Why do we humans do things we know are bad for us – like smoking, eating junk food or drinking alcohol to excess?
It’s a simple enough question, but for decades it’s occupied the minds of philosophers, researchers, public health officials, psychologists, writers… and of course, countless people who are frustrated with their inability to break bad habits, despite their best intentions.
We asked Hopewood Lifestyle contributor, Robyn Chuter, how she would answer this question.
She thinks it all boils down to the fact that people will keep on doing things they know are bad for them, despite how aware they are of the hurt they are causing themselves, until they relieve the issue that drove them to do those self-destructive things in the first place.
What kinds of pain drive people to engage in behaviours that they know are harmful? Many many things. Physical pain from an unhealed hip injury apparently drove the legendary musician Prince to overuse the synthetic opioid painkiller Fentanyl to the point that it killed him, despite his well-publicised commitment to healthy living.
Far more commonly though, psychological pain is the driving force. It’s easy to imagine how a survivor of childhood sexual abuse, or a returned soldier haunted by intrusive memories of the horrors of combat, might feel driven to seek oblivion in a bottle of alcohol or pills.
But many people can’t grasp how their fairly ordinary and common life experiences – growing up with emotionally unavailable parents; being bullied by mean kids at school; business failure; relationship break-ups, a sense of not having yet found one’s path in life and so on – could possibly be related to their compulsive overeating, smoking, drinking and inability to stop binge-watching Game of Thrones to go outside for a walk.
After all, doesn’t everyone have bad things happen to them in life? Sure they do. That’s the human condition. But some people – either because of genetic differences, or experiences in utero, or their Mum and Dad’s parenting style, or early life events, or some other factor or combination of factors that we currently don’t understand – will develop a coping mechanism for psychological pain.
The easiest, most socially acceptable and most readily available means – is overeating. Specifically, overeating junk food (or even calorie-dense whole natural foods such as dates and peanut butter). I’ve been able to establish over 22 years in clinical practice, no one ever binges on alfalfa sprouts!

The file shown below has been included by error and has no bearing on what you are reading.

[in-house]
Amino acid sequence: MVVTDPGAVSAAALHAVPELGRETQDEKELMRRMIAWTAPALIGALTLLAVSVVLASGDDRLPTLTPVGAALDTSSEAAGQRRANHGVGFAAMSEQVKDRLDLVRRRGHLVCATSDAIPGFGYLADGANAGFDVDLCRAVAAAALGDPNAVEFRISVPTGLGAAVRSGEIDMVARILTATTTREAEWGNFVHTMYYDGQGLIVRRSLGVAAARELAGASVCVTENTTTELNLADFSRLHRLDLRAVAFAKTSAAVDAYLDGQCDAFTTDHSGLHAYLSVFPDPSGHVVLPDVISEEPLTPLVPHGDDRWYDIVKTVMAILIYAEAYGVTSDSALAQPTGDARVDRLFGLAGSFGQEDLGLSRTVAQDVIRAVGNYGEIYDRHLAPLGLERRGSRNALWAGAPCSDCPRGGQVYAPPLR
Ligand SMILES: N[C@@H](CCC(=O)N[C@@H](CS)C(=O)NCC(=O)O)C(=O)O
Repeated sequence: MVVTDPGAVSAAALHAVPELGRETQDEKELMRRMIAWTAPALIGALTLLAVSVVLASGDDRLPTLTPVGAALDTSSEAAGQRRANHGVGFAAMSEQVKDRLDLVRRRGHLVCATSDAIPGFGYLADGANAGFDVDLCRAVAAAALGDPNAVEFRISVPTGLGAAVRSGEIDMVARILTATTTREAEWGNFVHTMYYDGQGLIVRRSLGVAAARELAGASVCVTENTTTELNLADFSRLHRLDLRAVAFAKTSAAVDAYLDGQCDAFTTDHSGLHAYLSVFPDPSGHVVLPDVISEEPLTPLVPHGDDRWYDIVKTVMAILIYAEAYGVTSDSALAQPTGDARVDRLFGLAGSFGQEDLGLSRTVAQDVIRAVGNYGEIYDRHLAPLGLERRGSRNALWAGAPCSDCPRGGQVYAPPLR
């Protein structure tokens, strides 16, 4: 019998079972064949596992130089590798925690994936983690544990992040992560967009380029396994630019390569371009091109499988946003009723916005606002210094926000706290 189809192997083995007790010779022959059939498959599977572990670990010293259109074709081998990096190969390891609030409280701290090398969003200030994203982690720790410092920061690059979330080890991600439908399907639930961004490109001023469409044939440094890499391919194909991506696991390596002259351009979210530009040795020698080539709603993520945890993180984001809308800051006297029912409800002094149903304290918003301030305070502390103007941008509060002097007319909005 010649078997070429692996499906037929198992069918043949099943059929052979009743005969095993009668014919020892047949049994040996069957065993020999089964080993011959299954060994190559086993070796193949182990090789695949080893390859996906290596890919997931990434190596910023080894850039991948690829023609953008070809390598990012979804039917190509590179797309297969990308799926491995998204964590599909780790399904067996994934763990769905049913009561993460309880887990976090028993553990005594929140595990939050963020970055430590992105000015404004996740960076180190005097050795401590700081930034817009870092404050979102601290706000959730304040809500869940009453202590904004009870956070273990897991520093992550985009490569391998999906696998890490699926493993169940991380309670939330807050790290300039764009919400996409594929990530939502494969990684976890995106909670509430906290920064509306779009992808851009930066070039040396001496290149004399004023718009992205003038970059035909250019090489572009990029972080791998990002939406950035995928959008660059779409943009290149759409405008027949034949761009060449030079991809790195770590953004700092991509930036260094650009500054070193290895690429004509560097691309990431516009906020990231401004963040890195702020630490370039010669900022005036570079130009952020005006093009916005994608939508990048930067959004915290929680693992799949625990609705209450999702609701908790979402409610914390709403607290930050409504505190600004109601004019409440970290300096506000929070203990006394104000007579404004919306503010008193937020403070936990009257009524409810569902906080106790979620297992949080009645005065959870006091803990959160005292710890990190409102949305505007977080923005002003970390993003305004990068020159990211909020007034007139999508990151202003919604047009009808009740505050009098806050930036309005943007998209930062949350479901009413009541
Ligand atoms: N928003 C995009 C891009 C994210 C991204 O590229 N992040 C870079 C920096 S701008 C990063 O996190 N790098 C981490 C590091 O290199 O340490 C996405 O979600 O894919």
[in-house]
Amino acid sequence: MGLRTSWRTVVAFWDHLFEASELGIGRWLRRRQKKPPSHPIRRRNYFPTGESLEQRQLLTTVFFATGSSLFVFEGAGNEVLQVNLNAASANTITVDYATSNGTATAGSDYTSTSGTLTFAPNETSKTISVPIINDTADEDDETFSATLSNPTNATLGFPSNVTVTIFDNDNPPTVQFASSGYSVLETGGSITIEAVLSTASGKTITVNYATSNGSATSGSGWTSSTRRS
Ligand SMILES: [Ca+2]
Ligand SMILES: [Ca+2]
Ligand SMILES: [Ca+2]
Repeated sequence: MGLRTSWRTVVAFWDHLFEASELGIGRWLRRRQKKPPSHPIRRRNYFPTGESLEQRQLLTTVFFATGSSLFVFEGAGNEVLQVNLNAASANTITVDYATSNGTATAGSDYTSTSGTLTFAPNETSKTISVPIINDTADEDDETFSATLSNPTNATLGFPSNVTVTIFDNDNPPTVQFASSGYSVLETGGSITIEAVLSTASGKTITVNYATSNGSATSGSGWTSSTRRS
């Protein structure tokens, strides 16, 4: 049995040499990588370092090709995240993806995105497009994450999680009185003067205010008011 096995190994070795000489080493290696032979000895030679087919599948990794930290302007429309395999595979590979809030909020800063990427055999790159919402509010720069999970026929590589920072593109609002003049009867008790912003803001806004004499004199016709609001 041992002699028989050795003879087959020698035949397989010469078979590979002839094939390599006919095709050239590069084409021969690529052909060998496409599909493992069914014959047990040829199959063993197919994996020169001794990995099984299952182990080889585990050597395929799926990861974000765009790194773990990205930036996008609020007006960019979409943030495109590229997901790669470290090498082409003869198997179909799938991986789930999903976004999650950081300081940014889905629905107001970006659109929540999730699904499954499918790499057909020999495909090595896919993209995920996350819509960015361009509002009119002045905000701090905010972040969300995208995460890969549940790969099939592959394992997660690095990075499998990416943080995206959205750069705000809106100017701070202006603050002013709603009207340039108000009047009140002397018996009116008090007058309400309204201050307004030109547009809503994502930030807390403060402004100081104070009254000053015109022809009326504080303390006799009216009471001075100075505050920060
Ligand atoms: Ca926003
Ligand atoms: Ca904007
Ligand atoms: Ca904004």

One of my clients, whom I’ll call Suzanna, became intensely frustrated that despite achieving success in so many domains of her life – business, athletics, charity work – her eating felt completely out of control. In particular, every time she got in the car, she experienced an ungovernable urge to eat. She had to spend several hours each day driving for work. Suzanna is very particular about her food choices, but realised she was still managing to overeat healthy (but more energy-dense) foods.
She was unable to tell whether she was genuinely hungry, or when she’d had enough to eat. This is not uncommon when if we are blocking other physical feedback from our bodies too.
I taught her to really focus on what was driving her compulsion to stick something in her mouth. The first thing she noticed was a sense of agitation that came up when she didn’t succumb to the urge to eat. As she focussed on that, memories of painful childhood experiences – both physically and emotionally painful – came flooding into her awareness.
We chose one of these memories to work on together using a technique called Matrix Reimprinting, which allows individuals to ‘reprocess’ their traumatic experiences. Afterwards, Suzanna found the memory no longer caused distress, but she also felt a surge of excitement that she had released herself from the past trauma.
And when you’re no longer afraid of your own emotions, you just don’t experience the need to stifle them with food, booze, cigarettes, drug, compulsively checking your phone or email, buying stuff you don’t need, or any other behaviour that undermines your health and happiness. Reclaiming your ability to feel allows you to live a richer, fuller life. And isn’t that the point of paying attention to your health?